Digital Transformation

What digital transformation means for cyber security

Since the year 2000, 52% of Fortune 500 businesses have gone bankrupt, been acquired or ceased to exist as a result of digital disruption. Today, if an organisation is unable to keep pace with digital disruption its very existence is at threat. What’s more, unlike many previous business challenges, digital transformation is not a one-off event. Rather, it’s an unfolding process that changes over time as new technologies emerge that lead to new business models and modes of differentiation.

As Accenture, a management consultancy, puts it: businesses are operating in an environment that can be thought of as ‘post-digital’ – not because digital transformation had concluded, but because it is now simply the price of entry into any given market. Firms must now differentiate through continual transformation and look to meet customer demand moment to moment.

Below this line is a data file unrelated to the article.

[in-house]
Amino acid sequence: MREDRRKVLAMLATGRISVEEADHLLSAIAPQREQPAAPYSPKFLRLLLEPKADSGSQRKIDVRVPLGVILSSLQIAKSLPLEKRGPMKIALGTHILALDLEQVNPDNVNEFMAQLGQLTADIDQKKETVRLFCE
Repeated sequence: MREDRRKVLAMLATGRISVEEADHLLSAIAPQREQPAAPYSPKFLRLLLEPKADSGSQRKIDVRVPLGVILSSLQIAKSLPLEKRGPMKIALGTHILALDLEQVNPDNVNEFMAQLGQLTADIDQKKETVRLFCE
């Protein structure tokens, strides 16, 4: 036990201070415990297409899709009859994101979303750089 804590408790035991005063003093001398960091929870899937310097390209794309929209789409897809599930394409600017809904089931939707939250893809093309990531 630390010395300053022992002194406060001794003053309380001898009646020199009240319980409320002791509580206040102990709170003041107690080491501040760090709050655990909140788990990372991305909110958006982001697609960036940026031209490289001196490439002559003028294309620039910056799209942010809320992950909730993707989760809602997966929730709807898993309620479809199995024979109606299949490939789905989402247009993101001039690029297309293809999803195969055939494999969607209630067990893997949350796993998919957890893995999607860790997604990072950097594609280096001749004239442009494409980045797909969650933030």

It is therefore of little surprise that the vast majority of organisations –in both private and public sectors – are pushing ahead with ambitious transformation plans. In a recent Nominet survey of cyber security professionals, 100% of respondents said their organisation was either developing, implementing or completing a digital transformation strategy. Digital is now the only game in town.

The security conundrum

Digitally transforming an enterprise to a point where it is capable of continual innovation is a huge prize, but it also brings with it a range of challenges, particularly when it comes to cyber security. In the digital age, organisations can no longer hide behind the security of their perimeter walls. Instead, they must open up digitally to partners, suppliers, IoT devices and even competitors in order to create the seamless, customer-centric services people increasingly demand.